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Topic: Looking for a comprehensive music theory book which pulls absolutely no punches  (Read 1421 times)

Offline ranjit

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I think I should be able to follow pretty much any explanation when it comes to music theory. So what I'm looking for is a music theory text which really goes into a lot of detail on how and why you can apply harmony, mostly tonal harmony up to say Ravel and Rachmaninoff. I would also want one on counterpoint. The plan, so to speak, is to teach myself up to graduate level music theory.

Any recommendations?
Maurice Ravel:
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Offline lelle

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Arnold Schönbergs "Theory of Harmony" is a very renowned music theory text. I haven't read it myself yet, but I plan to. Check out some reviews here: https://www.amazon.com/Theory-Harmony-ANNIVERSARY-Arnold-Schoenberg/dp/0520266080#customerReviews

Offline ranjit

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I will take a look at the Schoenberg! Another name I hear crop up is Vincent Persichetti. Does anyone know if that is a good book?

So the idea is that I might eventually purchase one book, but not several. It's kind of expensive, after all.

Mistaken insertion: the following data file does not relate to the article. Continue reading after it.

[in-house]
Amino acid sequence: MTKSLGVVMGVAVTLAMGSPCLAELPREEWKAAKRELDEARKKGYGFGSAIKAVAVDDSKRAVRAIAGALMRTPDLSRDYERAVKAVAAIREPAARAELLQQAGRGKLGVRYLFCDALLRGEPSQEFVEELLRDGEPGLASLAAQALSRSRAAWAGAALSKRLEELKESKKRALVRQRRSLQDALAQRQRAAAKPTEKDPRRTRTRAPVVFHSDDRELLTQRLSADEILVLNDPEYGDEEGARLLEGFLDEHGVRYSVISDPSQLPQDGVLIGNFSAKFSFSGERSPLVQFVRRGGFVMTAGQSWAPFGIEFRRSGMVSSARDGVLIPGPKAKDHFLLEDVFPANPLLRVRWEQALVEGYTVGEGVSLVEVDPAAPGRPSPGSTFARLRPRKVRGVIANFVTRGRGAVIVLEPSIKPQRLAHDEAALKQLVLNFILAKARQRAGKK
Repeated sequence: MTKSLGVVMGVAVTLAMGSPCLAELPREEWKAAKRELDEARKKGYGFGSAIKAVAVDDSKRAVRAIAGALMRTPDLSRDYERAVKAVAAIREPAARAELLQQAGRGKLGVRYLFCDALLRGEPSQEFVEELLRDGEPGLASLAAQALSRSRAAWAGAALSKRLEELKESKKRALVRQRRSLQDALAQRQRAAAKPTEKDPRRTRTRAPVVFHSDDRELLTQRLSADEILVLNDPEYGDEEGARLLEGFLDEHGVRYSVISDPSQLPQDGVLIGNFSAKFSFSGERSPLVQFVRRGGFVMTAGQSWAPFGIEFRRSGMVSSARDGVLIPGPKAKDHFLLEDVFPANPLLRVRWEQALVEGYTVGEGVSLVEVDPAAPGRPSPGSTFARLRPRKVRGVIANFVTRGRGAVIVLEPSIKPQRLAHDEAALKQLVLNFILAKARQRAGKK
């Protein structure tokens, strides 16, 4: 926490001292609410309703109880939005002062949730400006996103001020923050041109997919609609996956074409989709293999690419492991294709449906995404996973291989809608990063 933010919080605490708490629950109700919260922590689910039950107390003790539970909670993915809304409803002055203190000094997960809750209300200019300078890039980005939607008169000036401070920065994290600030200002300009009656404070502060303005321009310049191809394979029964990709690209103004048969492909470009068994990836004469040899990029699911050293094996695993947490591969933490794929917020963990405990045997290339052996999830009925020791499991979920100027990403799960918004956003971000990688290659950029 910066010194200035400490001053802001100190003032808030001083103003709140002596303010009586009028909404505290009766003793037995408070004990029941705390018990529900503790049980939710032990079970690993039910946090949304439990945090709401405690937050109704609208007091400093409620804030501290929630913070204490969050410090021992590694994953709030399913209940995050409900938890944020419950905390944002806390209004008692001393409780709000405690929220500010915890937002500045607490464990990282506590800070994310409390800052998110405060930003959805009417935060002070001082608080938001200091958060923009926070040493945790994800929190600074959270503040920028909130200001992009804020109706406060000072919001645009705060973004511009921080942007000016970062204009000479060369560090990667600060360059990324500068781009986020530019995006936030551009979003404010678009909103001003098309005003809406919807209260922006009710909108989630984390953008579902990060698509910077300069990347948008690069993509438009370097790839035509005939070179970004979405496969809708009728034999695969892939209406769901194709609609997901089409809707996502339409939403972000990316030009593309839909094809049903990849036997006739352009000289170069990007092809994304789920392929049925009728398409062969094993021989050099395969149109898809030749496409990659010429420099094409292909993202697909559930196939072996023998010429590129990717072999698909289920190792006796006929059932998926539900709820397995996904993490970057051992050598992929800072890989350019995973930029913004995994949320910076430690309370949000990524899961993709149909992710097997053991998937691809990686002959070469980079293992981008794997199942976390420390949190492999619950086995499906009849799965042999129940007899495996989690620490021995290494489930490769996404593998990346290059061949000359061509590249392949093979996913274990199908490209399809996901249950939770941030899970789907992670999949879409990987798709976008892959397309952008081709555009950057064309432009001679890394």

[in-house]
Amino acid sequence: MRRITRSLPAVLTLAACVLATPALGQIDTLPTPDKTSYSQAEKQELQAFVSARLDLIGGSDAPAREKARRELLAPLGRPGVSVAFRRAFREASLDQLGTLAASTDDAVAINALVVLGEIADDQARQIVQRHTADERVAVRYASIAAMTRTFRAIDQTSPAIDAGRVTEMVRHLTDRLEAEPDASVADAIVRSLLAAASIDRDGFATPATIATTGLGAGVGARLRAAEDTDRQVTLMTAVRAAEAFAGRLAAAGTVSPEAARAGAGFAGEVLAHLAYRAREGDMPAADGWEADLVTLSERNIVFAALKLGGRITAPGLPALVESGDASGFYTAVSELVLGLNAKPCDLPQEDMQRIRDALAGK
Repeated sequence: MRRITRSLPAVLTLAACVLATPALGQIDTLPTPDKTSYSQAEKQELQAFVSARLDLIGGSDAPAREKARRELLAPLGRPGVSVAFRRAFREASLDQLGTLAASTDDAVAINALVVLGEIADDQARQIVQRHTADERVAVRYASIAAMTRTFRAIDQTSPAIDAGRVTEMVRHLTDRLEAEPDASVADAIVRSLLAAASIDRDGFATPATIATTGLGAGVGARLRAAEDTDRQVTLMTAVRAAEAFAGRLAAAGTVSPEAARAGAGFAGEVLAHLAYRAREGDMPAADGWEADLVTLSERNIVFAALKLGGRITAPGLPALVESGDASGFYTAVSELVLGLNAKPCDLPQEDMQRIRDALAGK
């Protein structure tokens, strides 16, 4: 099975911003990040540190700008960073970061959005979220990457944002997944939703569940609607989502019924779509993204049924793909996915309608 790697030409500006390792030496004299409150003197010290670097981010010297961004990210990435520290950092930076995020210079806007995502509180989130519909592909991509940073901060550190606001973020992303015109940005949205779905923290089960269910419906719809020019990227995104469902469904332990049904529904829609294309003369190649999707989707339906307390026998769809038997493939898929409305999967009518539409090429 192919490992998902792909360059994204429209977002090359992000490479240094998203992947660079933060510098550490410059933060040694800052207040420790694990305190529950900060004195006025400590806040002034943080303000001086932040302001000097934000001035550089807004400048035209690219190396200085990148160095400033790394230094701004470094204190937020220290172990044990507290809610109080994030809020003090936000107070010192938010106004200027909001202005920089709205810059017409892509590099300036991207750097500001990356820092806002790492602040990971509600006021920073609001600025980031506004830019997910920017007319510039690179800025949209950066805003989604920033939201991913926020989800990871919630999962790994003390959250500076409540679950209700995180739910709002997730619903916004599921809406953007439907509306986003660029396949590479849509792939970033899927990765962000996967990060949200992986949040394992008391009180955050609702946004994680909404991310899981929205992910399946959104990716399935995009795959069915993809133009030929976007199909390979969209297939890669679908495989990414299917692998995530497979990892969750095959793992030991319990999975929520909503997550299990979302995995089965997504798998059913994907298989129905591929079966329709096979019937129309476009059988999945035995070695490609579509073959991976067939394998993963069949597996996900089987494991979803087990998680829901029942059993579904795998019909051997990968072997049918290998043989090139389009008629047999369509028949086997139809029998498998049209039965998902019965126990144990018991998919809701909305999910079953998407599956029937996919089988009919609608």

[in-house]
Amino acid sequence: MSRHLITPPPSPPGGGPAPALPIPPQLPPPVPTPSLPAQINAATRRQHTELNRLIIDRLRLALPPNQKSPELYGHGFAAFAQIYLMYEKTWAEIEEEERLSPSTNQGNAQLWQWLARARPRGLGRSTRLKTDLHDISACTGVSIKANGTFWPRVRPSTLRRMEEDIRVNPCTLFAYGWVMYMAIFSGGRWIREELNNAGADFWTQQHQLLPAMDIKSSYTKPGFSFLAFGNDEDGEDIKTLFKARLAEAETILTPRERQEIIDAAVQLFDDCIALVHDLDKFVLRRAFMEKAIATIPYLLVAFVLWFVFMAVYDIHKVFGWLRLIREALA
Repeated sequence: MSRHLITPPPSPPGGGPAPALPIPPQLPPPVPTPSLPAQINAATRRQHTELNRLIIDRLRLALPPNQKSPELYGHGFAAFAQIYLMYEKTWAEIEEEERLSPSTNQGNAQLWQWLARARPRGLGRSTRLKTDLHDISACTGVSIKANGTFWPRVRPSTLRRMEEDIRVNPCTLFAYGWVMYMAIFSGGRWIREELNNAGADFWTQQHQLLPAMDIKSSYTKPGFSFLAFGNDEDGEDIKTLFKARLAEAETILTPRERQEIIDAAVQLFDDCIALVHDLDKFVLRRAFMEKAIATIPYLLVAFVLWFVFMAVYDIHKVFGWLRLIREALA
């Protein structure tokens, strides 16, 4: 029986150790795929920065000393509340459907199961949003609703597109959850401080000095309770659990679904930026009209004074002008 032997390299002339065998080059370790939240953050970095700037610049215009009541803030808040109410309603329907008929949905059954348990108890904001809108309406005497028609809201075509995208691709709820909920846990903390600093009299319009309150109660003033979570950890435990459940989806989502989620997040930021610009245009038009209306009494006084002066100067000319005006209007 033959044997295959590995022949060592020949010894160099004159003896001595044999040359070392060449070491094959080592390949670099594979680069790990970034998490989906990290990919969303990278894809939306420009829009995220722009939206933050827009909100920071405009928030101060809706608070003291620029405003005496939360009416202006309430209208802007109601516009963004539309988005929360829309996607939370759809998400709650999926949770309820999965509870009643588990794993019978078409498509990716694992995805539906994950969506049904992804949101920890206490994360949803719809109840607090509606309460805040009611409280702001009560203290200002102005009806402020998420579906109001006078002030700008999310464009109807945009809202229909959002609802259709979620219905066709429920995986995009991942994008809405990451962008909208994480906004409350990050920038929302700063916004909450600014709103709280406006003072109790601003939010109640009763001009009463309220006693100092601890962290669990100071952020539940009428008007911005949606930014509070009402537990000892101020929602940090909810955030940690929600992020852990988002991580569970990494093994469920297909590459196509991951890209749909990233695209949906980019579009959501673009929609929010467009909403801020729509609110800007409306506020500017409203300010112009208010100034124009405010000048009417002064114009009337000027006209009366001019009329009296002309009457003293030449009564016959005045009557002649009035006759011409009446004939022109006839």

Offline klavieronin

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The Vincent Persichetti book is excellent but it's all about 20th century harmony. It doesn't deal with tonal harmony at all. Nevertheless, I think it's worth a read.

I don't think I've ever come across a single book which deals with absolutely everything but you could do worse than "Harmonic Practice in Tonal Music" by Robert Gauldin. Everyone will have their favourite book though so there are bound to be people who don't like this one.

Offline ranjit

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Thanks, klavieronin. I went for the Robert Gauldin book.

Offline lelle

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Do post here about your thoughts/impressions of the book when you are finished, I'm curious about it as well!
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